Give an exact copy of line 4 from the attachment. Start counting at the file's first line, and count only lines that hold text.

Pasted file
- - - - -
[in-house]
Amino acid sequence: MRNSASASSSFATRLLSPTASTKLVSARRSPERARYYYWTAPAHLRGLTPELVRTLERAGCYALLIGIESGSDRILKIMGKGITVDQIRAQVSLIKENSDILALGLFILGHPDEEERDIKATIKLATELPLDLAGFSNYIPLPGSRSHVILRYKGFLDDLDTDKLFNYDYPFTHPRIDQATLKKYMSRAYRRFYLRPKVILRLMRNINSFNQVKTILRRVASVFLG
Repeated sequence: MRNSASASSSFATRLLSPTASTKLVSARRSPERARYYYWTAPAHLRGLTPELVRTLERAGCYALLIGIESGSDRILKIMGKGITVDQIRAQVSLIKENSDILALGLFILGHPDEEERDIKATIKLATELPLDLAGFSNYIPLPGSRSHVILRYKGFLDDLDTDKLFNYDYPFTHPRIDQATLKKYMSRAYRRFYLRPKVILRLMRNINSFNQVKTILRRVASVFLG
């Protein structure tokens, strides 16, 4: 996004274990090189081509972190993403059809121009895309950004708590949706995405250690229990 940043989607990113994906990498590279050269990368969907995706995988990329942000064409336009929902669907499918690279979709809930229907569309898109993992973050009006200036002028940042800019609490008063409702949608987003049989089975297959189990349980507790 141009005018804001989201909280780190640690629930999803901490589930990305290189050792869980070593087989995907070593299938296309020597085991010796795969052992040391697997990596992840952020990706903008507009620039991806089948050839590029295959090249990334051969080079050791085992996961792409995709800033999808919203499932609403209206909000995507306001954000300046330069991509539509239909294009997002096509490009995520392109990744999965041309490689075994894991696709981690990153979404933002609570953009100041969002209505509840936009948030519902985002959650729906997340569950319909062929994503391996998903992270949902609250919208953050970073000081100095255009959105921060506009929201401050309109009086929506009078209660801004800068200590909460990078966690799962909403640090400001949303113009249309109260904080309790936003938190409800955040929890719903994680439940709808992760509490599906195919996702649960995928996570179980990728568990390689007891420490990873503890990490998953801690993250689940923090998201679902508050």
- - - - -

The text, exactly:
């Protein structure tokens, strides 16, 4: 996004274990090189081509972190993403059809121009895309950004708590949706995405250690229990 940043989607990113994906990498590279050269990368969907995706995988990329942000064409336009929902669907499918690279979709809930229907569309898109993992973050009006200036002028940042800019609490008063409702949608987003049989089975297959189990349980507790 141009005018804001989201909280780190640690629930999803901490589930990305290189050792869980070593087989995907070593299938296309020597085991010796795969052992040391697997990596992840952020990706903008507009620039991806089948050839590029295959090249990334051969080079050791085992996961792409995709800033999808919203499932609403209206909000995507306001954000300046330069991509539509239909294009997002096509490009995520392109990744999965041309490689075994894991696709981690990153979404933002609570953009100041969002209505509840936009948030519902985002959650729906997340569950319909062929994503391996998903992270949902609250919208953050970073000081100095255009959105921060506009929201401050309109009086929506009078209660801004800068200590909460990078966690799962909403640090400001949303113009249309109260904080309790936003938190409800955040929890719903994680439940709808992760509490599906195919996702649960995928996570179980990728568990390689007891420490990873503890990490998953801690993250689940923090998201679902508050």